One of the most underlooked components in healing diastasis recti is developing glute strength.
We focus a lot on core and breathing techniques for healing diastasis recti, which is super important, but developing glute strength is going to have a huge hand in the effectiveness of those core & breathing exercises. Which in turn will help heal diastasis!
Strong glutes help stabilize the pelvis and movement around the hip area.
Which means that when we have strong glutes, we have better posture.
And posture is an all day long kind of thing. Like even when we’re not consciously thinking about our breathing or recovery exercises.
Better posture means better alignment of the ribs and hips (all day long). We want the ribs to be stacked over the hips.
When the ribs are stacked over the hips, our diaphragm and pelvic floor are also going to be in proper alignment.
So then when we get into those breathing techniques, our diaphragm and pelvic floor are able to synch up properly, which makes our breathing effective. We are now in a position that helps manage pressure in our core and pelvic floor, which helps heal diastasis and pelvic floor dysfunctions like incontinence and prolapse.
It’s important to note here that it’s probably easy to keep proper alignment and posture while you’re actually performing recovery exercises, but that’s only a fraction of your day! That glute strength is going to help you keep better posture throughout the other 23+ hours of the day, which will have a much more significant impact on your overall recovery.
SO, what happens if you don’t first have proper alignment?
If your ribs are flared and hips tilted forward (aka improper alignment) when you perform breathing exercises, the pressure will increase at the midline of our core and pelvic floor. Which would not only make your breathing exercises ineffective, but actually somewhat counterintuitive to your recovery.
That extra pressure on that midline is going to make it a lot harder to heal diastasis and any pelvic floor dysfunction. We are trying to bring those ab muscles back together, in a sense, not push them further apart (which is what that added pressure would do).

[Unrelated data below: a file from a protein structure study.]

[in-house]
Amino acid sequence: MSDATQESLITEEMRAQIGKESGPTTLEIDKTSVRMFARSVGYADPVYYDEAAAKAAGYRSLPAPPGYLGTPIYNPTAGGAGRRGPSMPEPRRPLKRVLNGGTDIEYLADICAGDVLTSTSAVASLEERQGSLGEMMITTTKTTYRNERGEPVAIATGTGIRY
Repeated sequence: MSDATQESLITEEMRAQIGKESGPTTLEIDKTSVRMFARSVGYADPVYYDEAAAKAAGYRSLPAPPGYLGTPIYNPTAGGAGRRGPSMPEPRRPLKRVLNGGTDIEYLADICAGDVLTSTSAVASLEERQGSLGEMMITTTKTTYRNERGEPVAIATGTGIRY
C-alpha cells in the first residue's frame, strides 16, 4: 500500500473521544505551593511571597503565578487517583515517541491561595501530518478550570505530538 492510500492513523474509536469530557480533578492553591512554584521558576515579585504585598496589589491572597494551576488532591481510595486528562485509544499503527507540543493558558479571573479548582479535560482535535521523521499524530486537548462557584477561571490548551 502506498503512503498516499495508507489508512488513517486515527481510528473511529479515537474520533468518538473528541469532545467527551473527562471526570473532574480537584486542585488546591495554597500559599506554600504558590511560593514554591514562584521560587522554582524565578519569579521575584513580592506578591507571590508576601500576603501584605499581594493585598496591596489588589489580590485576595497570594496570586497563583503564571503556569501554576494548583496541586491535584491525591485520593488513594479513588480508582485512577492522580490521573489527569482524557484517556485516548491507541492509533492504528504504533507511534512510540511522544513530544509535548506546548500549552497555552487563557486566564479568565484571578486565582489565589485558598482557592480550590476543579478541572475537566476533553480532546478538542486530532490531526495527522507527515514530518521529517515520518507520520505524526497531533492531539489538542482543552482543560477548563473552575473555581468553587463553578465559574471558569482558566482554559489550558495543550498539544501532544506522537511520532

This is why including glute exercises in your early postpartum recovery is going to be key for healing diastasis and pelvic floor symptoms!
Some of my favorite glute-building-for-diastasis recti exercises to start with (weeks 1-6) include:
- Body weight squats
- Body weight box squats
- Glute bridges
- Glute bridge holds
- Frog pumps
- Kneeling glute pumps
- Lunges (reverse, forward, curtsy)
Then once you’re at a point to start adding weight (weeks 6+), a few favorite glute exercises include:
- DB/BB hip thrusts
- Goblet squats
- DB step ups
- BB front/back squats
These movements will be key for your strongest recovery!
That’s why glute exercises are included 3x/week in your early recovery workouts in the FIGR:Postpartum program. I also make sure you continue to focus on glute strength as we build back to the weights in the later weeks of the program!
Glute strength can make such a huge impact on diastasis, pelvic floor symptoms and your postpartum recovery overall – it’s simply a can’t miss.
To achieve your safest and strongest postpartum recovery, subscribe to my 3 month postpartum recovery plan for those first 3 months – details can be found here!
I got you,
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